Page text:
It’s not as if I dived into grad school head-first. Even before my friends and family were behind me in my pursuit of knowledge, I knew in my heart that I want to be a researcher, not a medical doctor. I wanted to find answers to scientific questions, even if I don’t see the applications of my research right away, even if what I have to show for myself are the lightbulb moments that come by overcoming every obstacle in writing a scientific paper.
Most parents would be proud to know that their child wants to be a scientist, but unfortunately, that was not the case with me. I had to be assertive, fight, to be independent both emotionally and financially to pursue my dream.
Though I prepared significantly for my degree, nothing can prepare you well enough for the challenges and uncertainties of grad school. That said, here are some of the things I learned that I wish I knew before I signed up for grad school. It would have made my journey a lot more exciting (and probably easier).
- Choose the right people. When you’re in the right crowd, everything else will fall into its right place.
- Be honest about your intellectual and emotional limitations.
- Be a knowledge hoarder. You can’t possibly retain everything you’ve read and heard in grad school, but the most improbable and brightest ideas can come from unexpected places. You don’t have to remember everything, but keep them accessible in one place so you can refer back to it if you need it later.
- Your knowledge of data processing and statistics can make or break every research you do.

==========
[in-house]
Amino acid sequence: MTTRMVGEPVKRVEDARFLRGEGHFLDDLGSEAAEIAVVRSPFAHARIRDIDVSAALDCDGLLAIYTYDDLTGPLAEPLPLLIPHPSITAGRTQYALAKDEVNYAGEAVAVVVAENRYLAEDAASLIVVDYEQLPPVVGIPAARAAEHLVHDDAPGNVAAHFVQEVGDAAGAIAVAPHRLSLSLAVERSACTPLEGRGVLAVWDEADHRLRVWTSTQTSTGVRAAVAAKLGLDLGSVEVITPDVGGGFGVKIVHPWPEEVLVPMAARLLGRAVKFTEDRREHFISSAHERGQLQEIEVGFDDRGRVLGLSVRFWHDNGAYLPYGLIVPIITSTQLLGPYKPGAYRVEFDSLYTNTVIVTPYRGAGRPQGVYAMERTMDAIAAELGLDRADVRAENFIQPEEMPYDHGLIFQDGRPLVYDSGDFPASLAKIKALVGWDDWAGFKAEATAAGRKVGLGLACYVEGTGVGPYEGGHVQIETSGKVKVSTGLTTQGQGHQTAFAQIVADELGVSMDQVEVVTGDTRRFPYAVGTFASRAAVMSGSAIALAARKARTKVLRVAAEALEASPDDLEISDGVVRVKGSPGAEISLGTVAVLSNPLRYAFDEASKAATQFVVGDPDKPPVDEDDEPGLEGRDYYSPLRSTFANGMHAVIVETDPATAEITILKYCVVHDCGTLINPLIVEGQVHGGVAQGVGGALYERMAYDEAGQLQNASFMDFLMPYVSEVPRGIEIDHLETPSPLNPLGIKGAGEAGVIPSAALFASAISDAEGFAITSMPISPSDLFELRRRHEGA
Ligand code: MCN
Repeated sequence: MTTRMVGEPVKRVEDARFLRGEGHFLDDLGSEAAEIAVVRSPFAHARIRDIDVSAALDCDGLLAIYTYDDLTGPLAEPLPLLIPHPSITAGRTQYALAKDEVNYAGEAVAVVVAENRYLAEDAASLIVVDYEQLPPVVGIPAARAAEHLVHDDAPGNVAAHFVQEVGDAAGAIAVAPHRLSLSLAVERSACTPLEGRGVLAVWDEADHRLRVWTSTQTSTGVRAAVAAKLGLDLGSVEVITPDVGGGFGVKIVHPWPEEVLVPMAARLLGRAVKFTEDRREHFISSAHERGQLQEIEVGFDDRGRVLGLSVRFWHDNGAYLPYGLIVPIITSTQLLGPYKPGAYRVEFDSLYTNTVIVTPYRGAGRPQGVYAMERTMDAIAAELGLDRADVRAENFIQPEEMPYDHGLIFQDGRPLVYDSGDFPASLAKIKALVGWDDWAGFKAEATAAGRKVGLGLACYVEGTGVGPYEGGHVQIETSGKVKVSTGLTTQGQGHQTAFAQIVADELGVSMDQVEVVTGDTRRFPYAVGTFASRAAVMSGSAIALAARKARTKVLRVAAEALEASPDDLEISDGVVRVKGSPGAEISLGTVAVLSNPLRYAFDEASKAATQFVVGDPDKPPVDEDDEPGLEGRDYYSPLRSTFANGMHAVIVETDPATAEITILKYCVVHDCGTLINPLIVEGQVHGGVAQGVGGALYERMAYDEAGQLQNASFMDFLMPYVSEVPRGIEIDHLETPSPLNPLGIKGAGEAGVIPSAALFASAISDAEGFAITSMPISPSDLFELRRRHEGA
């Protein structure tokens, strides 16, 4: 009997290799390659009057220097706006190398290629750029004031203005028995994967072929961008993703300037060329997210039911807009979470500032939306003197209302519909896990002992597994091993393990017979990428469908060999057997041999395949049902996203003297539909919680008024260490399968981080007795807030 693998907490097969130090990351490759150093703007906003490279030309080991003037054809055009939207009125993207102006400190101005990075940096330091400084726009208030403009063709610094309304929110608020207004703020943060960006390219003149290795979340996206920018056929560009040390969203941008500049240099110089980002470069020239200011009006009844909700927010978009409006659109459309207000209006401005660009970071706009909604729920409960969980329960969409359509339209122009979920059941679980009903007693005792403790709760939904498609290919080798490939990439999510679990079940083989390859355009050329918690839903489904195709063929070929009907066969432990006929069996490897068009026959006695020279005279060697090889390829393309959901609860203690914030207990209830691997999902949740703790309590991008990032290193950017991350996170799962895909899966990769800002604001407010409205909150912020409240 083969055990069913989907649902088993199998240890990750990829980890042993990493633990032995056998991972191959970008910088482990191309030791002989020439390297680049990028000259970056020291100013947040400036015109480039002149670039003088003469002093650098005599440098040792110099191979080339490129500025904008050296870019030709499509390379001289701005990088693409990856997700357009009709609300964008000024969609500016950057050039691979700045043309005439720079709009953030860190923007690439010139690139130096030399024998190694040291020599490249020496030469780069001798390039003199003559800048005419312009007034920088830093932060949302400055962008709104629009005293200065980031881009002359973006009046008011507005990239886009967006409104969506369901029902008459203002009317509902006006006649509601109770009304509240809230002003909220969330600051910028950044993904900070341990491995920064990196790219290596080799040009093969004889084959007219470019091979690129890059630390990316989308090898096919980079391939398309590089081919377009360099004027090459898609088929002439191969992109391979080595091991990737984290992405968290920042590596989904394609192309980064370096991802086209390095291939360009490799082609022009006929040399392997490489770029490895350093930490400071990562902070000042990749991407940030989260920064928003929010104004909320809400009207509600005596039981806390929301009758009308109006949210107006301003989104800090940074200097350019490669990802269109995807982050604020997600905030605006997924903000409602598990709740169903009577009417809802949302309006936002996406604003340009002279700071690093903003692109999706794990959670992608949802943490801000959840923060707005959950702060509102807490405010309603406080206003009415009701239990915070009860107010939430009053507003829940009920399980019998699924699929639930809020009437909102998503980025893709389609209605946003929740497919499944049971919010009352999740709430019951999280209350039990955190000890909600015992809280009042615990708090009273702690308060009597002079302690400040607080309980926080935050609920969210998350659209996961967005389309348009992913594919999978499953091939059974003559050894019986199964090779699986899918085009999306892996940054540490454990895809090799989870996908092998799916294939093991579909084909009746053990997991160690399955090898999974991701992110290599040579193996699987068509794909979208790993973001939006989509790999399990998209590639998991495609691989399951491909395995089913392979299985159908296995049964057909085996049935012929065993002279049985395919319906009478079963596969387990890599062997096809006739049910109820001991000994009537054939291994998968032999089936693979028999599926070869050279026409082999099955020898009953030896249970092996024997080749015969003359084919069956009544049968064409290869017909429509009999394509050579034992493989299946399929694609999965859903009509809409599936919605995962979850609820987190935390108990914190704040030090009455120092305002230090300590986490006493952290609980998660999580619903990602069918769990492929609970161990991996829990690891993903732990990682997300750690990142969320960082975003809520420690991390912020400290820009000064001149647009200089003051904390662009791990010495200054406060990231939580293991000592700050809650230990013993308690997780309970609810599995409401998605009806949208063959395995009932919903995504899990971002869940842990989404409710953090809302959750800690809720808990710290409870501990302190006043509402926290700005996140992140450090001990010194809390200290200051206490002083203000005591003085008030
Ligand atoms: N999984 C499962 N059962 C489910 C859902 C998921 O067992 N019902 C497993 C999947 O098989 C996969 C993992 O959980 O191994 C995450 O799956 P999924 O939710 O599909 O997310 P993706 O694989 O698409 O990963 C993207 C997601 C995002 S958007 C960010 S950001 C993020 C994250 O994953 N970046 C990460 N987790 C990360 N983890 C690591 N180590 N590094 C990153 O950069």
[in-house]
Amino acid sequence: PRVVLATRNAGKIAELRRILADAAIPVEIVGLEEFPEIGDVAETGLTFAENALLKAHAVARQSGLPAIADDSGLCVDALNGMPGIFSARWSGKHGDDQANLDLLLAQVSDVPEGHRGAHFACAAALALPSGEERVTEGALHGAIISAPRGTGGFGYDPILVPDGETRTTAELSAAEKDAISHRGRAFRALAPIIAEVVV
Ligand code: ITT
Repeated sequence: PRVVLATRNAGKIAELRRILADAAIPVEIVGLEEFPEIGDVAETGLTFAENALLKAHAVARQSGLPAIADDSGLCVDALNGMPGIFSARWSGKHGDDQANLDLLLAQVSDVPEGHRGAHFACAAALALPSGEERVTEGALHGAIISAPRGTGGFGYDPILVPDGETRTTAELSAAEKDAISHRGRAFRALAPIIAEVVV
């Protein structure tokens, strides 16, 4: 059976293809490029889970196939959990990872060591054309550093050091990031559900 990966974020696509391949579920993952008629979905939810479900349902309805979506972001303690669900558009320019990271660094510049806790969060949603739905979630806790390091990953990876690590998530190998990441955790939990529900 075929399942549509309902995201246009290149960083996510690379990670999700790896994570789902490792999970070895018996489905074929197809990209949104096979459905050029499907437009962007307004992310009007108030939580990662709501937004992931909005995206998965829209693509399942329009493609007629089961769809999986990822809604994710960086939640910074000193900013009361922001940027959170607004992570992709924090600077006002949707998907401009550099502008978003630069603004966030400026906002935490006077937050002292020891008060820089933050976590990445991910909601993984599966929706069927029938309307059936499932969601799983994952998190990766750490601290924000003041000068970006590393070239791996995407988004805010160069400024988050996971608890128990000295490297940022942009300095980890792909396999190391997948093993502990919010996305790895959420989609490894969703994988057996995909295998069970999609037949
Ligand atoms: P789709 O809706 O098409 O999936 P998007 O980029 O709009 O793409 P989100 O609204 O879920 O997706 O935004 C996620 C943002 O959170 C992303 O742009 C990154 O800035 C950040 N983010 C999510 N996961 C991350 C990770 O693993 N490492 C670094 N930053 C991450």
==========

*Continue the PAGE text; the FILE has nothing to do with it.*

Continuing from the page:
- Don’t quantify work too closely, both for your mental health and those around you. When you love what you do, you won’t mind getting above and beyond things, anyway.
- Always offer help to those who need it. If someone needs it but is too arrogant to ask, learn to let go. This is where independence becomes handy. Accept that you cannot force help unto others.
- Never lose the child-like wonder you had back when you were fantasizing about what becoming a scientist must be like. If other factors are dampening your excitement, address that problem immediately before you blame everything on the thing you’re most passionate about — Science. Think of it like your child. You shouldn’t expect anything from it, but know that it will take a lot for you to keep it alive.
- Learn how to work with difficult people. The field is challenging in itself, and as you’re not perfect, you’ll inevitably disappoint a lot of people. You need to be okay with that and move on.
- As much as you love Science, know that it isn’t everything, and you need to hold your life and hobbies as closely as possible. Maintain your life and creativity while pursuing Science. It will save you in the long run.
- Know that the grass isn’t always greener. Each of us has a different path to becoming the Scientist we want to be, so we must take different roads to get there. Celebrate each win, both yours and your colleagues. They’re your friends and colleagues for the rest of your careers. Make sure you’re a positive presence in their lives and careers.